Incentives in these amounts might not save destitute businesses, but they could buoy those that are teetering on the margin between sustainability and perennial losses. The long-term leases can also create certainty for legacy businesses that are currently sustainable but loath to make long-term investments lest they be hit with unexpected rent increases.
“It’s important to note that this … interferes in no way with the landlord-tenant relationship,” says Mike Buhler, executive director of San Francisco Heritage, which supports the proposal. “The decision to pursue the grant is entirely up to the business owner and the landlord.”
(Then again, real estate is not the only expense that San Francisco businesses must weather. One estimate, by the libertarian Pacific Institute, contends that the city’s regulations, plus its impending $15 per hour minimum wage, means that every worker costs at minimum $19.95 per hour.)
Buhler calls it a new twist on historic preservation, which typically focuses on buildings but not on businesses or people.
“Landmark protections are not intended to protect particular uses or businesses or nonprofits, and we needed to adopt a different approach,” says Buhler. SF Heritage already maintains a registry of legacy bars and restaurants in the city. The organization also recently released a report on the city’s “living history.”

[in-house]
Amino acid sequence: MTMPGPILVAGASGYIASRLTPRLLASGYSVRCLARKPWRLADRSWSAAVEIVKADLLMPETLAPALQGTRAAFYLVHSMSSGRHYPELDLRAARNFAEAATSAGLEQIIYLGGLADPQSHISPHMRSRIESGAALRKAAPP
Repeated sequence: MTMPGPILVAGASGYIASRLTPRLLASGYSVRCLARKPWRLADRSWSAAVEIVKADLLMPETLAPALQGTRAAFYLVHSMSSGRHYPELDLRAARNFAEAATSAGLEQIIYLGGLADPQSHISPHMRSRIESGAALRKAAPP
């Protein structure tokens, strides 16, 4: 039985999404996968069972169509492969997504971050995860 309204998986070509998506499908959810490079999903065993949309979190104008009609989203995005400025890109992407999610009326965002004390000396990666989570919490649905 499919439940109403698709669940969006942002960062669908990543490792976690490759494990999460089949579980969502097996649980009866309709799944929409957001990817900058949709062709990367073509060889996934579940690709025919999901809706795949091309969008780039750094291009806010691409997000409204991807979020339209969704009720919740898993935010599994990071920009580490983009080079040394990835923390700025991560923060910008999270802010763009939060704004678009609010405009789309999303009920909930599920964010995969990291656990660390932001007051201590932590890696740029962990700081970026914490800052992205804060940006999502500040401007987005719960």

As proposed, the program would assist up to 300 legacy businesses per year, out of an estimated 3,000 such businesses citywide. Campos wants to ensure that assistance goes to businesses that truly need and deserve it, without taxing the city’s coffers the way an unlimited program might.
Funding would not be a free-for-all. Eligible businesses would be drawn from a legacy business registry, established by the city last year as an initial step toward identifying and supporting threatened businesses. It will be administered by the city’s Small Business Commission. What the registry can’t do, though, is distinguish between businesses that are beloved and those that are merely old. Cigarette stores and strip clubs might not rouse the same sentiments as burrito shops and bookstores do.